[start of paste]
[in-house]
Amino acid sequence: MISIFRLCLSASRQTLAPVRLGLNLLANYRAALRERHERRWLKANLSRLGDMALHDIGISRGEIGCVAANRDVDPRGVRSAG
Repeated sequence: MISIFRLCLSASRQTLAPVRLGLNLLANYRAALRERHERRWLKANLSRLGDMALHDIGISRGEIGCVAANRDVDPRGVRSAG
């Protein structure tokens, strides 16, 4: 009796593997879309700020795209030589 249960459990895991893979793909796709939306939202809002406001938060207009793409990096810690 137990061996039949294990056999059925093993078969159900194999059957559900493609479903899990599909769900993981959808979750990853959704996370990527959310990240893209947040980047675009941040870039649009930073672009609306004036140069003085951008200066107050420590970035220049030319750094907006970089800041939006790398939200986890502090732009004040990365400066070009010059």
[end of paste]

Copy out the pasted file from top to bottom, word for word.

[in-house]
Amino acid sequence: MISIFRLCLSASRQTLAPVRLGLNLLANYRAALRERHERRWLKANLSRLGDMALHDIGISRGEIGCVAANRDVDPRGVRSAG
Repeated sequence: MISIFRLCLSASRQTLAPVRLGLNLLANYRAALRERHERRWLKANLSRLGDMALHDIGISRGEIGCVAANRDVDPRGVRSAG
């Protein structure tokens, strides 16, 4: 009796593997879309700020795209030589 249960459990895991893979793909796709939306939202809002406001938060207009793409990096810690 137990061996039949294990056999059925093993078969159900194999059957559900493609479903899990599909769900993981959808979750990853959704996370990527959310990240893209947040980047675009941040870039649009930073672009609306004036140069003085951008200066107050420590970035220049030319750094907006970089800041939006790398939200986890502090732009004040990365400066070009010059």